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April Sees an Influx of New Medicare Fraud Charges

April Sees an Influx of New Medicare Fraud Charges

April 15, 2016

Healthcare fraud continues to take on Medicare as well as the entire US healthcare system. Several cases involve providers who are taking advantage of both the healthcare system and the patients.

Since 2007, the Medicare Fraud Strike Force, charged numerous defendants who collectively billed the Medicare more than $7 billion. There may be no end in sight for this costly problem. In the news recently, fraudulent activity related to healthcare still ran rampant.

RELATED: Hospice Fraud Costing Medicare Millions

Physical therapy practice owners implicated in $45 million fraud scheme

On Monday, US Immigration and Customs Enforcementcharged Chicago couple Richard Tinimbang, 38 and Maribel Tinimbang, 40, with running Patients First Physical Therapy Inc., which cheated Medicare out of $45 million dollars. In addition, the Chicago couple also conspired to employ a Filipino woman to work against her will as a nanny and housekeeper.

Their physical therapy scheme involved three Lincolnwood, Illinois-based home health care companies that were owned by Richard Tinimbang’s mother, Josephine Tinimbang. Allegedly, these companies paid kickbacks and bribes to gain Medicare beneficiaries. They also falsified medical records to make patients’ health conditions to appear worse than they actually were.

The companies also allegedly ignored doctors who would not certify patients as being in need of home health care. The couple was charged with multiple counts of conspiracy for their wide array of alleged crimes. The indictment was part of a larger healthcare fraud investigation where 13 others were charged. From 2008 to 2014, the Tinimbangs and others conspired to commit fraud and launder money to hide their tracks. Three of the defendants pled guilty while the rest are awaiting trial.

Pain management physician gets nine years for $3 million fraud

On April 12, The Associated Press reported that sixty-year-old Potomac physician, Paramjit Ajrawat, was sentenced for nine years for running a pain management clinic known as Washington Pain Management Center that bilked the healthcare system out of $3 million.

Ajrawat ran the clinic with his wife, Dr. Sukhveen Kaur Ajrawat, who recently died. In September, the couple was convicted of obstruction of justice, aggravated identity theft and healthcare and wire fraud,The Associated Press reported.

Drug screening fraudsters must repay $2.5 million for Medicare, Medicaid wrongdoing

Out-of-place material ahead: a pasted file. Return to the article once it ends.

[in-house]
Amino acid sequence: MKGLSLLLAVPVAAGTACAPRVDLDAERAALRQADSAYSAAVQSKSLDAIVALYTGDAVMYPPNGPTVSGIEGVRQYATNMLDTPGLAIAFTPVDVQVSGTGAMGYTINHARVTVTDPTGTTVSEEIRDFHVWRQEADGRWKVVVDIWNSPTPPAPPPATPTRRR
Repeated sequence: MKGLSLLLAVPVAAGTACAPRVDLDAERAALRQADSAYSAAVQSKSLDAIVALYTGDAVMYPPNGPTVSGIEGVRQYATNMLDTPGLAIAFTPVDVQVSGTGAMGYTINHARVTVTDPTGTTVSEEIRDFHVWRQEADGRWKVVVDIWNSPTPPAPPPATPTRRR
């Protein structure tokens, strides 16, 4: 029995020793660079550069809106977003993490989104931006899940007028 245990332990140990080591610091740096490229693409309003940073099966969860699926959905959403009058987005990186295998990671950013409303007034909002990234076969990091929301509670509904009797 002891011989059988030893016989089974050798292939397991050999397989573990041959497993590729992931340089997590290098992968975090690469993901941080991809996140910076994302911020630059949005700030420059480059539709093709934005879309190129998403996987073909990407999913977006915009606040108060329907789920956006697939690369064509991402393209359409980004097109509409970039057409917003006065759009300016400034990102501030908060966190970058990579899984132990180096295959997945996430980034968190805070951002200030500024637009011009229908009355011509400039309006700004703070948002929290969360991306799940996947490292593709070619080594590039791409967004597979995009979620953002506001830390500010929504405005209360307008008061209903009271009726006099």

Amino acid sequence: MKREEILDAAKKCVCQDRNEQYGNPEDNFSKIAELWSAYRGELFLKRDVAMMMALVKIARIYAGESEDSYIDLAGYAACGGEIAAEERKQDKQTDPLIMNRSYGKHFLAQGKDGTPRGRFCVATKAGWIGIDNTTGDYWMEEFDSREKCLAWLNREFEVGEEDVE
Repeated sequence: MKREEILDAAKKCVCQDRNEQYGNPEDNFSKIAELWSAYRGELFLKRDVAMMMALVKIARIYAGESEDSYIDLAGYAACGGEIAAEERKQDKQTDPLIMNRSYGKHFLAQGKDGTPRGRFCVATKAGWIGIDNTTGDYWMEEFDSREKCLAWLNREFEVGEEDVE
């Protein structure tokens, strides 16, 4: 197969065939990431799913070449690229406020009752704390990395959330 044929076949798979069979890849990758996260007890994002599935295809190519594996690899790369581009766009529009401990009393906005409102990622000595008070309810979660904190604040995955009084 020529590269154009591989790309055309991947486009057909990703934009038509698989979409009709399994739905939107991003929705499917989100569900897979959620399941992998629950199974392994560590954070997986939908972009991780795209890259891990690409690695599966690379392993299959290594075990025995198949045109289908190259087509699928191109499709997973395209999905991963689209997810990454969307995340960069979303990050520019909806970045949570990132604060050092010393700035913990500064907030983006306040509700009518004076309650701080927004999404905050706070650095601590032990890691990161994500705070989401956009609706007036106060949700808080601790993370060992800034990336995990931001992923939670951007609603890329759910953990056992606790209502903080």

The Pioneer News reported on April 12 that PremierTox 2.0, Inc., a company that provides drug urine screening services to individuals in Kentucky and Tennessee, has to pay the US government $2.5 million to resolve allegations that the company violated the False Claims Act. PremierTox allegedly submitted false claims when billing TennCare, Medicare and Kentucky Medicaid for drug urine screening services.

False patient visits cost gastroenterologist $400,000 in settlement

On April 7, the Napa Valley Register reported that Napa gastroenterologist, Ali Vaziri, agreed to pay the government $400,000 to settle allegations that he had filed false claims for Medicarereimbursement. Between 2007 and 2011, the doctor allegedly billed Medicare for more services than he actually provided and for patient office visits that were much longer than typical visits.

Vaziri allegedly also billed Medicare for office visits separately when they were supposed to be billed together. In the past Vazirir was also indicted on other chargers. In 2015, he was required to serve seven years of probation prohibiting him from supervising physician assistants because of tax fraud he committed. In 2014, he agreed to plead guilty to four counts of filing false income tax returns connected to his medical practices between 2005 and 2008.

RELATED: Doctors and Nurses Arrested in Huge Medicare Fraud Sting

Home healthcare owner sentenced to 57 months for $34 million fraud scheme

The Department of Justice reported on April 5 that the owner of a Detroit home healthcare agency, Mohammad Rafiq, 49, was sentenced to 57 months in prison for his part in a $34 million healthcare fraud scheme spanning from 2009 to 2013.

According to admissions made as part of his plea agreement, Rafiq paid recruiters and physicians to refer Medicare beneficiaries to his clinic, Perfect Home Health Care, where he had them falsely signed medical documents certifying that home healthcare was required.

Rafiq also admitted to directing patient recruiters and employees of the home health care agency to pay cash kickbacks to Medicare beneficiaries in exchange for signing multiple blank physical therapy records.

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Article courtesy of RevCycle Intelligence and Photo courtesy of